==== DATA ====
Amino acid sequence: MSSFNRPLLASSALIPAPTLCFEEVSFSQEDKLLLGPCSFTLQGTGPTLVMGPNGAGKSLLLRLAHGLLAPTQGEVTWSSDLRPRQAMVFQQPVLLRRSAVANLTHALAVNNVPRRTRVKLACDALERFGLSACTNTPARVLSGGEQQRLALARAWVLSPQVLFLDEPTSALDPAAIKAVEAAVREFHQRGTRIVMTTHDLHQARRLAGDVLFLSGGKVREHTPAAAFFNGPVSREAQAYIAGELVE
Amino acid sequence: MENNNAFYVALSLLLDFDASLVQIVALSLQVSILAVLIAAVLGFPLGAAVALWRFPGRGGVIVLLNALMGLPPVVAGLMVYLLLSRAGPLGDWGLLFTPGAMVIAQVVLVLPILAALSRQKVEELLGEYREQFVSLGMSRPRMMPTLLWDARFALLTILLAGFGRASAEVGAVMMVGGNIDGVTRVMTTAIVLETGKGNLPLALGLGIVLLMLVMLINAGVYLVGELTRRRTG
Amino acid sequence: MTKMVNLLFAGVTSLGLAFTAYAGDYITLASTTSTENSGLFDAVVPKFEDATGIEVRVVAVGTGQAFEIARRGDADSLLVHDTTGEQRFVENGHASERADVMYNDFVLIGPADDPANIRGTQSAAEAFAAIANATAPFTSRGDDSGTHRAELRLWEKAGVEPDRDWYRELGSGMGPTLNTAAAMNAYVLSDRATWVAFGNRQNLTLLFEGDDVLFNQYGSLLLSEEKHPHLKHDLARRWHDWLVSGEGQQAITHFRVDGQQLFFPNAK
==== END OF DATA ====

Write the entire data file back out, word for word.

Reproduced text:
Amino acid sequence: MSSFNRPLLASSALIPAPTLCFEEVSFSQEDKLLLGPCSFTLQGTGPTLVMGPNGAGKSLLLRLAHGLLAPTQGEVTWSSDLRPRQAMVFQQPVLLRRSAVANLTHALAVNNVPRRTRVKLACDALERFGLSACTNTPARVLSGGEQQRLALARAWVLSPQVLFLDEPTSALDPAAIKAVEAAVREFHQRGTRIVMTTHDLHQARRLAGDVLFLSGGKVREHTPAAAFFNGPVSREAQAYIAGELVE
Amino acid sequence: MENNNAFYVALSLLLDFDASLVQIVALSLQVSILAVLIAAVLGFPLGAAVALWRFPGRGGVIVLLNALMGLPPVVAGLMVYLLLSRAGPLGDWGLLFTPGAMVIAQVVLVLPILAALSRQKVEELLGEYREQFVSLGMSRPRMMPTLLWDARFALLTILLAGFGRASAEVGAVMMVGGNIDGVTRVMTTAIVLETGKGNLPLALGLGIVLLMLVMLINAGVYLVGELTRRRTG
Amino acid sequence: MTKMVNLLFAGVTSLGLAFTAYAGDYITLASTTSTENSGLFDAVVPKFEDATGIEVRVVAVGTGQAFEIARRGDADSLLVHDTTGEQRFVENGHASERADVMYNDFVLIGPADDPANIRGTQSAAEAFAAIANATAPFTSRGDDSGTHRAELRLWEKAGVEPDRDWYRELGSGMGPTLNTAAAMNAYVLSDRATWVAFGNRQNLTLLFEGDDVLFNQYGSLLLSEEKHPHLKHDLARRWHDWLVSGEGQQAITHFRVDGQQLFFPNAK